• a) the TRZ has a range of direct voltage outputs—a typical TRZ has an output voltage range of 7.0 to 7.2 volts.;
    • b) scaling resistors used in the voltage outputs—these resistors are subject to production tolerances and drift factors and are relatively difficult to match to the TRZ voltage output; and
    • c) the voltage output is subject to voltage drops upon loading, typically in the micro volt range; thus, certain digits must be increased to account for the connection voltage drops

These design limitations present a challenge to a long scale design especially where in setting the least significant digits of a voltage output—significant voltage drops occur over circuit connections and/or connectors. The problem is further compounded where if a specific voltage over several decades is set. minute changes of resistor values such as Tc (temperature) and aging in the scaling resistor networks will cause the voltage output to vary, notwithstanding if the output load changes.

In U.S. Pat. No. 5,369,245 (1994) by J. R. Pickering of Metron Designs Ltd. (Great Britain) “Method and Apparatus for Conditioning Component Having a Characteristic Subject to Variation With Temperatures” Discloses a recovery scheme from an undesirable output change of a TRZ caused by inadvertent ambient temperature changes. A TRZ may exhibit undesirable output variations when subjected to temperature extremes. Pickering has provided a method to counteract such changes by applying a short series of diminishing temperature-controlling pulses.

FIG. 1 shows a TRZ based voltage reference. A typical TRZ 1 generates a TRZ output voltage 15, which is passed through a scalar 5 and a buffered output amplifier 10, thereby producing a buffered voltage output 11. The scalar 5 can be a simple resistor divider network. Buffered output amplifier 10 may be a precision op amp depending on the application. Other implementations, including a TRZ current and temperature control, are provided in Williams, and FIG. 1 of '245.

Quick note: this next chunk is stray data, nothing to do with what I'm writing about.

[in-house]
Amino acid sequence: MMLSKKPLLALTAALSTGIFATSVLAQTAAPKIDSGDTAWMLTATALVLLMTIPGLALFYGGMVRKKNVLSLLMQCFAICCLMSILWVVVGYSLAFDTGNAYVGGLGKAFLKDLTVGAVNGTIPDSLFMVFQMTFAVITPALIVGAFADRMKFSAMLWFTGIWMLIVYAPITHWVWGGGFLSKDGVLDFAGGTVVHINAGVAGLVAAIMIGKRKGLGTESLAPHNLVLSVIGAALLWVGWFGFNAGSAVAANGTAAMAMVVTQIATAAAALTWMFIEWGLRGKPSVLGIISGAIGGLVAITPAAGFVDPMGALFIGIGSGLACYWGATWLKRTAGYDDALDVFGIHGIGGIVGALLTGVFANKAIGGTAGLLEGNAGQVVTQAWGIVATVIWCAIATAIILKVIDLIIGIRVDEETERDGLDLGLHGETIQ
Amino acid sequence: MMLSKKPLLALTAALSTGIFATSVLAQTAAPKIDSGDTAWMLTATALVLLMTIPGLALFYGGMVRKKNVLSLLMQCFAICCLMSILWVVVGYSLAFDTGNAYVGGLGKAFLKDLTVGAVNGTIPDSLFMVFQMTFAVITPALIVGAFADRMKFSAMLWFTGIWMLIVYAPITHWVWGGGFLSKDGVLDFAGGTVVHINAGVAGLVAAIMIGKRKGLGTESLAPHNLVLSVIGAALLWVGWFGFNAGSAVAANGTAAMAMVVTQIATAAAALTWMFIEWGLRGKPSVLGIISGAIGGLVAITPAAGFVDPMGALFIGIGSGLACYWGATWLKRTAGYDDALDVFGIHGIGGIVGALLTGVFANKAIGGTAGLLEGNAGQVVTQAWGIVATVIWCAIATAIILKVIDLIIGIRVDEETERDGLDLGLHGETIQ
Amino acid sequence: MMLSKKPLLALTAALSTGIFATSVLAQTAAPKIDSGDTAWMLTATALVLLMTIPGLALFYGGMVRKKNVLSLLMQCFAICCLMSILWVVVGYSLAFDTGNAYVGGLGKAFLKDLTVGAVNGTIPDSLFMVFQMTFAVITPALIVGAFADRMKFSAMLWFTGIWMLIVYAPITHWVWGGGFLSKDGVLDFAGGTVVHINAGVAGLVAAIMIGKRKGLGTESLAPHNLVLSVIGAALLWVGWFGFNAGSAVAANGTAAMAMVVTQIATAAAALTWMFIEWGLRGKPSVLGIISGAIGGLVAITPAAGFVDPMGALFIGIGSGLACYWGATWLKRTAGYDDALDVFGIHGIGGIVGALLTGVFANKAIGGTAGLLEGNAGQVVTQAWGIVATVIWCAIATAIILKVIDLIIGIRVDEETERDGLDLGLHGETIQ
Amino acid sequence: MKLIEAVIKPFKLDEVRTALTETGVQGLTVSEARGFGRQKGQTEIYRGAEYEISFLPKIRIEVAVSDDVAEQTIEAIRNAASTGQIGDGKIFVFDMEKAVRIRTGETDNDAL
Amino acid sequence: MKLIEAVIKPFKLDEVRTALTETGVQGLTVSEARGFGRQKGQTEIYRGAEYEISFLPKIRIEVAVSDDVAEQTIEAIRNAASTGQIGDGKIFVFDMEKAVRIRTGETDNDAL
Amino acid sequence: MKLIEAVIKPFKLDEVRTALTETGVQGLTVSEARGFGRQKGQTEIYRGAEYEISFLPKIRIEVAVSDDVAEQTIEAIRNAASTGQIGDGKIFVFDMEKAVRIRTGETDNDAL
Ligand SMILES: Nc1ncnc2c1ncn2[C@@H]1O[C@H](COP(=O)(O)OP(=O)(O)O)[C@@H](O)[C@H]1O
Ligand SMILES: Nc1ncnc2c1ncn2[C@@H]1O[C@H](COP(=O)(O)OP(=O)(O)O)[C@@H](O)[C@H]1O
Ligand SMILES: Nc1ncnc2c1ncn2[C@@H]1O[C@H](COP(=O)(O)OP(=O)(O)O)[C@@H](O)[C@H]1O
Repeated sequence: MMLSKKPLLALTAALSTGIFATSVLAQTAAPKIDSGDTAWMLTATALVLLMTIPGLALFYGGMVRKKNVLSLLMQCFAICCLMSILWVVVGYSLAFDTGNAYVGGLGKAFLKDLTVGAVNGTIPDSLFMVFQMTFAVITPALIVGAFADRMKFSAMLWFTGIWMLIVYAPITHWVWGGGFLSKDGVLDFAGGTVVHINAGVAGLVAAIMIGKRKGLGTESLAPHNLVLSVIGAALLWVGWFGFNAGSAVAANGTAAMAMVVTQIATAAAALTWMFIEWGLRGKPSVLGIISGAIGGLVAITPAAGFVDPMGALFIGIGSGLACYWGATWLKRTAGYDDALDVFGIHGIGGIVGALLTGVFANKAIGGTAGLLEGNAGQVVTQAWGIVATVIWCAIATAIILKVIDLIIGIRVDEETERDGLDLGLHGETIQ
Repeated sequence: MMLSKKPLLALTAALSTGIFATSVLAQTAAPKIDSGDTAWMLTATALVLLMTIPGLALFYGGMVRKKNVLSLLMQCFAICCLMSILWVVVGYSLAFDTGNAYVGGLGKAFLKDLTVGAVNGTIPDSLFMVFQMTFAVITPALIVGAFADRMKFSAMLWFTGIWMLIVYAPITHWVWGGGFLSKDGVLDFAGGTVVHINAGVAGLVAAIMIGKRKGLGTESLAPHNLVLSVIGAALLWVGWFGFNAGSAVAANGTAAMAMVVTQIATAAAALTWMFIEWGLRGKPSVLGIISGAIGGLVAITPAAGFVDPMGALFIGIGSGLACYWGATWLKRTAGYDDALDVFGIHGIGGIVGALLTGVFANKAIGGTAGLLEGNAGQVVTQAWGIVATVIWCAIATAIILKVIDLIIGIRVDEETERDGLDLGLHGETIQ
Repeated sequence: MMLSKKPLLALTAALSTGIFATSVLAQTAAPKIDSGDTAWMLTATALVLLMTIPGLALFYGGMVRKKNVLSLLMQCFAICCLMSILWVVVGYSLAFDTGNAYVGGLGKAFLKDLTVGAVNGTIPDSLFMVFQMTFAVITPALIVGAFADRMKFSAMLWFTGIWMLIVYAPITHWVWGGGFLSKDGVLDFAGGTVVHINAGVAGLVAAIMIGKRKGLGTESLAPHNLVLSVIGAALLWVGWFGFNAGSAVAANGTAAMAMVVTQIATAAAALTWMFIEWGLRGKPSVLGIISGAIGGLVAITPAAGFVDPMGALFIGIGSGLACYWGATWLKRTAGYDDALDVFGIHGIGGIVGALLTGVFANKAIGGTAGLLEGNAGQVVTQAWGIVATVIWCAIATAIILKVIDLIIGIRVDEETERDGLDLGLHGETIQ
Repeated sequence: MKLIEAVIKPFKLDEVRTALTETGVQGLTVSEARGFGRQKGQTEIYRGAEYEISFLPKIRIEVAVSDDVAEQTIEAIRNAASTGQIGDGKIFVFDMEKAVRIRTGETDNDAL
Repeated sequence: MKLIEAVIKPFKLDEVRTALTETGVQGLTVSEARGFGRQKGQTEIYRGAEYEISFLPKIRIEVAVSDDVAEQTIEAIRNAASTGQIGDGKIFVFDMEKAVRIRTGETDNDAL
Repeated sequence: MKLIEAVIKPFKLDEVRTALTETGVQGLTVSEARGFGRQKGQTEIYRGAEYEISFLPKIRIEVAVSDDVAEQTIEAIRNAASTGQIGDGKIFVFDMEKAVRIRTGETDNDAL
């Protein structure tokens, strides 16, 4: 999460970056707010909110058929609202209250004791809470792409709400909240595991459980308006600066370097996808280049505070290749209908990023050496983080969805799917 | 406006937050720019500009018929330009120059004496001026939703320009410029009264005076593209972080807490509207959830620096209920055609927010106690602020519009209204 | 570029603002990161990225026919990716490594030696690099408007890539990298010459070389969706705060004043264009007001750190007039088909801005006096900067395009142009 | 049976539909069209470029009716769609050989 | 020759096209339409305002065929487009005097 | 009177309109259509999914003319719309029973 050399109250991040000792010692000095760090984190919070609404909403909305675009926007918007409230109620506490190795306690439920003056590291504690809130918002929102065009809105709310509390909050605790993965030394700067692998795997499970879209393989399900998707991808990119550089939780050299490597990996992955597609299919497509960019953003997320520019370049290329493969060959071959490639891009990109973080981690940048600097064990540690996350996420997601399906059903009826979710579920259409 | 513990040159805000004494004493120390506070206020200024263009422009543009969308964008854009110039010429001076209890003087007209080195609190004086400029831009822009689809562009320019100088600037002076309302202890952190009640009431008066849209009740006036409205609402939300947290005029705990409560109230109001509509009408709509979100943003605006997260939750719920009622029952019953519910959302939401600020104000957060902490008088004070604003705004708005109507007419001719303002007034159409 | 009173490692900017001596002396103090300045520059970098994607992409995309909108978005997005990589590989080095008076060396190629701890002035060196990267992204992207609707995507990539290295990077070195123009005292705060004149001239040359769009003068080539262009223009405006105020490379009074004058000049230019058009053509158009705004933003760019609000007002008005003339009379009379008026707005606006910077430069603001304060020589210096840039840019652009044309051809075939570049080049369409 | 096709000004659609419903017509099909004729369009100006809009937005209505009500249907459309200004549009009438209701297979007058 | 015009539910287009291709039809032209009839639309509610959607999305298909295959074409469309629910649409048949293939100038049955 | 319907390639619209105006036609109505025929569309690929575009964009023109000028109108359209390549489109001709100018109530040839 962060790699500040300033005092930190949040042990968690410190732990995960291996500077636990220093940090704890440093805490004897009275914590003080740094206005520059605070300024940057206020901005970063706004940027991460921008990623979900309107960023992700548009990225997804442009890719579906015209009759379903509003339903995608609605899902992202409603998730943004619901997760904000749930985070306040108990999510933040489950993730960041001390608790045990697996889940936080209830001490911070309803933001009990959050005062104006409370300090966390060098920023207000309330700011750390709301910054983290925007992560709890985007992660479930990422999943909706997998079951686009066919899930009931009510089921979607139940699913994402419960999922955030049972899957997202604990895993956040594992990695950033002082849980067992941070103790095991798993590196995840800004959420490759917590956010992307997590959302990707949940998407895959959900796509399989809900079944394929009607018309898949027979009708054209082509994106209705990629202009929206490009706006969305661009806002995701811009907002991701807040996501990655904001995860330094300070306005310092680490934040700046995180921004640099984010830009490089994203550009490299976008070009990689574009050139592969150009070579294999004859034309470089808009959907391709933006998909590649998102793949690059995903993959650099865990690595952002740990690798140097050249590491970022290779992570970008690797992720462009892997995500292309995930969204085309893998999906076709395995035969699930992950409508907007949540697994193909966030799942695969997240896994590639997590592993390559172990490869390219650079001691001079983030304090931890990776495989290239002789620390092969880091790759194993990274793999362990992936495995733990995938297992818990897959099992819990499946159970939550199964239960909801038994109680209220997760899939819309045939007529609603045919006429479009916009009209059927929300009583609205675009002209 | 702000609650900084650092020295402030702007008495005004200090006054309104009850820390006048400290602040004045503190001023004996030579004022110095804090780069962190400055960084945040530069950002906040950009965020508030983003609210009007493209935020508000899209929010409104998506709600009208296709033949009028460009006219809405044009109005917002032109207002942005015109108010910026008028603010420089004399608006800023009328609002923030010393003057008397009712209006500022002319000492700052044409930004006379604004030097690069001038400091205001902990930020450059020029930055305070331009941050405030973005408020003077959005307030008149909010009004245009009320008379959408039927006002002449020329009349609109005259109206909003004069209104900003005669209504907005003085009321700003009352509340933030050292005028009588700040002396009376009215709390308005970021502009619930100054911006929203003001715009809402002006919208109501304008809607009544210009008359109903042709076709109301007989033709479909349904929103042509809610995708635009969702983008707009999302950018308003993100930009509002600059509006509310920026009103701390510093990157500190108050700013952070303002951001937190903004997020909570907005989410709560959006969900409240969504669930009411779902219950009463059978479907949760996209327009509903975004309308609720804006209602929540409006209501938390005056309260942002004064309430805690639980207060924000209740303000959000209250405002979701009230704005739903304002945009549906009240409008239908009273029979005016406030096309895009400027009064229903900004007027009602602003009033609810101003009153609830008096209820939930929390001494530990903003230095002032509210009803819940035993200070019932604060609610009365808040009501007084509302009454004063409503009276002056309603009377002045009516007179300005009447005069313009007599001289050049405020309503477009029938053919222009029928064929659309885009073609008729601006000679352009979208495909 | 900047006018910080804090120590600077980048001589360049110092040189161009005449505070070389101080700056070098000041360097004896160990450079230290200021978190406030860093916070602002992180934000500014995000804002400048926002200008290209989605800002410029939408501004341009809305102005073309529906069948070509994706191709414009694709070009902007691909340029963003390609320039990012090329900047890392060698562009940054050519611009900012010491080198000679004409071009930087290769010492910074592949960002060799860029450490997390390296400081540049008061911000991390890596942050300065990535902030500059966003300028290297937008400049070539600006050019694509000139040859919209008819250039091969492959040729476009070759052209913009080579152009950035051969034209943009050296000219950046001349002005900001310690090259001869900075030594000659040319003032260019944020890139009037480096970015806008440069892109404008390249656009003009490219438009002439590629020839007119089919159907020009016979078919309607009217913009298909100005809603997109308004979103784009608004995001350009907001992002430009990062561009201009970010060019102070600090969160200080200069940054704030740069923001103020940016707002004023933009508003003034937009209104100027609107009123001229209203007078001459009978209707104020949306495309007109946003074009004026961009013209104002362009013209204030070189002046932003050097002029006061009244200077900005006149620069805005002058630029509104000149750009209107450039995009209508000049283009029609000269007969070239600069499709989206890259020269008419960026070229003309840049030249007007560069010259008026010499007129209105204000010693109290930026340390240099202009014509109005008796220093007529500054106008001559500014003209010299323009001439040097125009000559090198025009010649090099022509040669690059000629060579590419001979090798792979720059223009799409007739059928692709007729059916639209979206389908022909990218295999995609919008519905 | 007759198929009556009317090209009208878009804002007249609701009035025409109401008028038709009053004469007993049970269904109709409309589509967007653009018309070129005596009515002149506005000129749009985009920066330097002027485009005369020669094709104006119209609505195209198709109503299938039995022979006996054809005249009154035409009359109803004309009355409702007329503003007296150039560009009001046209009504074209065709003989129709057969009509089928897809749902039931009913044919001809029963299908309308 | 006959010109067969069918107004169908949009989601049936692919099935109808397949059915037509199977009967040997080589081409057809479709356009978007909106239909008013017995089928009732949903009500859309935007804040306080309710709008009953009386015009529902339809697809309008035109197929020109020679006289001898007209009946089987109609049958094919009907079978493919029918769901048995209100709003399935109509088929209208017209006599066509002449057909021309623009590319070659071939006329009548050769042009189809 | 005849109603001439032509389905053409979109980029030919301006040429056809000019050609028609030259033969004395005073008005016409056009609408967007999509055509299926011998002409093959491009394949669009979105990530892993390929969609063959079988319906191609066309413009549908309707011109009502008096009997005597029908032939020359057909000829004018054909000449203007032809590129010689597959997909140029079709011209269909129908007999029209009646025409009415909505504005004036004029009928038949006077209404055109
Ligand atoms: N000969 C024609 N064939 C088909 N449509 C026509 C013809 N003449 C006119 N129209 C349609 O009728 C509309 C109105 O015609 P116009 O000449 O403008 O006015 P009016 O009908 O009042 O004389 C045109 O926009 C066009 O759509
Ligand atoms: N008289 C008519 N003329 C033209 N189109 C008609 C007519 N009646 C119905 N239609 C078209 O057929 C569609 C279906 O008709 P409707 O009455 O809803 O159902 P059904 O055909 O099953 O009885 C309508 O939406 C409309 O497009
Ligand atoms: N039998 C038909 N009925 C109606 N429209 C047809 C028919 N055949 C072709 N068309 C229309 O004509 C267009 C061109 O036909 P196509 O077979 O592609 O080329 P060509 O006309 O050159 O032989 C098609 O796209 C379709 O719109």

In P. J. Spreadbury. “The Ultra-Zener—A Portable Replacement for the Weston Cell?” IEEE Transaction Instrument Measurement Vol. 40, No. 2, April 1991. A series of experiments were performed on competitive TRZs; including the same model as is used in Pickering '245 above. Spreadbury “aged” these TRZs over periods of months and years. By aging, he set the temperature control to a range of specific temperatures over a starting period of six months. Spreadbury demonstrates how temperature has a dominant influence on the TRZ output voltage performance. Thus, the resistor ratios that set the temperature control of Rt (see above) substantially control temperature variation, and thereby enable the designer to control a TRZ's output voltage drift, to a certain extent, by manipulation of temperature Rt over time. From these experiments, Spreadbury identified two kinds of TRZs. Those that are powered continuously are subject to aging of a few PPM per year drift, and those that are unpowered (except the time for measurement) show virtually no drift. Spreadbury found that for a continuously powered TRZ, drift over time diminishes significantly.